Run your own race

 

Bruce Brammall, The West Australian, 15 November, 2021

West Oz 15 Nov

Retirement. It’s amazing how confusing a concept it is. So many people have so little of a clue.

“When’s retirement age?” is a regular query. But there’s no answer to that. About 30 years ago, there was. And that used to be “65”. Sort of.

But it has been decades since “65” was a useful number to anyone.

Why? Because compulsory superannuation in the 90s slowly but surely completely changed the nature of retirement.

“When can I get the government pension”. That used to be 65. But even that’s changing, moving to 67 for anyone born after 1957.

It’s not about when you can access superannuation. Everyone can access super from age 65, no strings attached.

That doesn’t paint an accurate picture either. Anyone born after mid-1964 can start to access their super from age 60. Those born earlier could start from as early as age 55.

My point is … there is no “finishing line”. There is no piece of tape that you cross, like at the end of a marathon.

Retirement now is more like a finishing “zone”. Or perhaps a “slow-down zone”, like the 40kmh limit around schools.

The zone has stretched out – it’s 10 years either side of 65. And is more about lifestyle now.

In the last month, I’ve seen two examples showing the opposite ends of the spectrum.

The first is “Jean”, a 71-year-old woman working full-time in a government job. She’s holding out in the workforce for her super to hit her magical number of $400,000.

But for some poor advice, she would have hit her number earlier this year.

The second is “Mick and Marnie”, a couple in their early 50s, who’ve just sold their business. Marnie is done with working. Mick is not so sure.

They are of vastly different means. And different expectations. But neither have a clue about whether they are ready for retirement.

Accessing super

Jean could access, then punt, her entire super fund on black at the casino. Now. Obviously a daft plan.

But when I told her she should start accessing her super, when she hadn’t hit her $400,000 target, she looked bemused.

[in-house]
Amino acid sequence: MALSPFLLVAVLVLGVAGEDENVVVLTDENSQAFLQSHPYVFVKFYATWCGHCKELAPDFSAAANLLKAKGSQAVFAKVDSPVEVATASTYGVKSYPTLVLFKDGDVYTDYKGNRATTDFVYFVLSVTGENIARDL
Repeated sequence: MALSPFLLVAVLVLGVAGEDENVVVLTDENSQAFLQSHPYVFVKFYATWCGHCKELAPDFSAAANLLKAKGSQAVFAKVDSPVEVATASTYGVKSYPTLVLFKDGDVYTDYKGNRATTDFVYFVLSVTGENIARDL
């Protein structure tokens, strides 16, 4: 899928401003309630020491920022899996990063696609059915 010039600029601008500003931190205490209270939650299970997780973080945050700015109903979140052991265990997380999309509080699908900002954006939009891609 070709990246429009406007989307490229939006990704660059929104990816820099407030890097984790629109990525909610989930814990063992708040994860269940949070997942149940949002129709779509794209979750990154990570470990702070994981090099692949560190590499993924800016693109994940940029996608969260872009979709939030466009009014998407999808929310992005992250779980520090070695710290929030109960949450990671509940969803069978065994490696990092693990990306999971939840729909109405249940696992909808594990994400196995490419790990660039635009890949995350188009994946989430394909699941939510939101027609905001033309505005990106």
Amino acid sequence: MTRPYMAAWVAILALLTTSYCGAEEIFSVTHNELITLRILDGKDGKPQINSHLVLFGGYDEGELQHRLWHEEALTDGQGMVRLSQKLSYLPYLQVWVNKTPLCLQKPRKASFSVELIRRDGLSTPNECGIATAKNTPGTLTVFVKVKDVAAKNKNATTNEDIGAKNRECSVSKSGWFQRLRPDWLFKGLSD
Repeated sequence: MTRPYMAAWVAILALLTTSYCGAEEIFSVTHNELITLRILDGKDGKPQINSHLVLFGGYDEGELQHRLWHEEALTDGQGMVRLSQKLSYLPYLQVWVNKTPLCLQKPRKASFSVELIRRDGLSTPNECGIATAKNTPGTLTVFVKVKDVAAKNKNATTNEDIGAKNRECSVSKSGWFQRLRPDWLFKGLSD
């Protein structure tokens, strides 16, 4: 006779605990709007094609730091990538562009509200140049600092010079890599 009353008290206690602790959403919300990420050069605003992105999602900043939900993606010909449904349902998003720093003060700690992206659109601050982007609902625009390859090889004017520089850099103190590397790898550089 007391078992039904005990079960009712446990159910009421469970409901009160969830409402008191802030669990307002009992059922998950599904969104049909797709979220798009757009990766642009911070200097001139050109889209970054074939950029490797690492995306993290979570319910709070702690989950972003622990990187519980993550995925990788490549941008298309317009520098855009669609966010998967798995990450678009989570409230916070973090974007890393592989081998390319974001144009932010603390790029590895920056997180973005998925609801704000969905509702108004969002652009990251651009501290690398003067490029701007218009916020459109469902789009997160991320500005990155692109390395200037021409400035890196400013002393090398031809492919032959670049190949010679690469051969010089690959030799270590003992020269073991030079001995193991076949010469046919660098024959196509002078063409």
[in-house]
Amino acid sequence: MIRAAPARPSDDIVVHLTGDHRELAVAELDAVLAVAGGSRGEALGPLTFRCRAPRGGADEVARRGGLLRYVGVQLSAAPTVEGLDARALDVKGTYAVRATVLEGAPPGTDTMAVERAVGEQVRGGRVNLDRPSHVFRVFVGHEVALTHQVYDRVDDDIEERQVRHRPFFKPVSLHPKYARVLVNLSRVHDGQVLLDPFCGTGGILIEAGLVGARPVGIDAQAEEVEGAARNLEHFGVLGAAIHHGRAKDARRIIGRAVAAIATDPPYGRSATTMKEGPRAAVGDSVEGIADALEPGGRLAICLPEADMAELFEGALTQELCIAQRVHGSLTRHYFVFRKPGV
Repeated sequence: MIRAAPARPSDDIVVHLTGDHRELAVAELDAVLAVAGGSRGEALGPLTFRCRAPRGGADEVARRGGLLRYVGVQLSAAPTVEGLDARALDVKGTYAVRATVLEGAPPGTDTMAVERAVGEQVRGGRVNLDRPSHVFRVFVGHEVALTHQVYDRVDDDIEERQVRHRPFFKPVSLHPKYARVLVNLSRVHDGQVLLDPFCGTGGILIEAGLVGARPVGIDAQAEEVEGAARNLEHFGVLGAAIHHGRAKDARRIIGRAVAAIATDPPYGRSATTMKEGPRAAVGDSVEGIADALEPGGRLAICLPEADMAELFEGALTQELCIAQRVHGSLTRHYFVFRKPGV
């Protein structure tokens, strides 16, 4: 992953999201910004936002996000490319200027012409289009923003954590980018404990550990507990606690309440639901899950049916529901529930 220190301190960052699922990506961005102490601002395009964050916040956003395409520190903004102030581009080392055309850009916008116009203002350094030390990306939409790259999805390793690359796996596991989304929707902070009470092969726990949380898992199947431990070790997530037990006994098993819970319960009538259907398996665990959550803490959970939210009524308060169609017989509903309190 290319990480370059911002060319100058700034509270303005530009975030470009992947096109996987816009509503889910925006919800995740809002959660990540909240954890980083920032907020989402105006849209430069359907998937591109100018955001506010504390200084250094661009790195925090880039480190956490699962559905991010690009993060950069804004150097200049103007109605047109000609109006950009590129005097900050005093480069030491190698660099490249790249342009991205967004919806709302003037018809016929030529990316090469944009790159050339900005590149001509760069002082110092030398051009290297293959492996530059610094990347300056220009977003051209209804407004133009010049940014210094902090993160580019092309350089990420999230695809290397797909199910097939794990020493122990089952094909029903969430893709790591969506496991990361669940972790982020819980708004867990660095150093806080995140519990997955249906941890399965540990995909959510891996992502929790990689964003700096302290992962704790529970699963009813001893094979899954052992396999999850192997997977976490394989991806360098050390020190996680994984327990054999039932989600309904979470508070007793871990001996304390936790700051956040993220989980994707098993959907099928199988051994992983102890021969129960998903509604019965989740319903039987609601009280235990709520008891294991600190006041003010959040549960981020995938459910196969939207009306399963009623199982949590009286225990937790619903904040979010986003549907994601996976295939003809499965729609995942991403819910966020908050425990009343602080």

With a few tweaks to her income, she could get the same amount each month, while paying less tax and hitting her $400,000 super balance faster.

It’s just a tax play.

At 71 and still working, super can be made to behave like the mythical “magic pudding”, legally dudding the tax office out of thousands.

Jean could start to draw a tax-free super pension of, say, $12,000 a year.

She then salary sacrifices $18,320 a year (how much she needs to earn to get $12,000 in the hand from her regular job).

But that $18,320 will only be taxed at the 15 per cent super tax rate, leaving $15,572 in her super fund.

She’s taking out $12,000, but puts back in (a net) $15,572 … without losing a cent of income to spend now.

Magic pudding benefit equals $3572. It’s like finding free money on the floor in your kitchen.

If paying less tax and getting more super appeals to you, get advice. But if you like donating extra money to the tax office unnecessarily, don’t.

Retiring early

Mick and Marnie’s problem is the opposite. Marnie has some health issues and wants out now. I’m not so sure about Mick.

They could probably retire now, with the millions they’ve earned from the sale of their business. What’s stopping them?

Issue #1. They need to figure out how much spendin’ they’re intendin’ in retirement.

If they have $3 million and spending needs of $100,000 a year … they’re good to go and they’ll comfortably leave the kids a huge inheritance.

If spending needs are $300,000 a year, they’re got a problem.

Issue #2. Is Mick actually ready to retire? From the tone in his voice, I’m tipping not yet. Unless he finds himself another frustration. Suggestion? Golf.

Plan ahead

Retirement isn’t a race with a defined finishing line.

It could be here. It could be there. It requires planning. The more planning, the better the likely outcome. It might involve the government age pension. It might not.

But you can see when you’re approaching the “zone”, a few years out.

The government leaves cookies for you, each of which can be a gift of thousands of dollars each year.

Cookies are good. Don’t ignore the cookies.

Bruce Brammall is the author of Mortgages Made Easy and is both a financial adviser and mortgage broker. E: bruce@brucebrammallfinancial.com.au.

 

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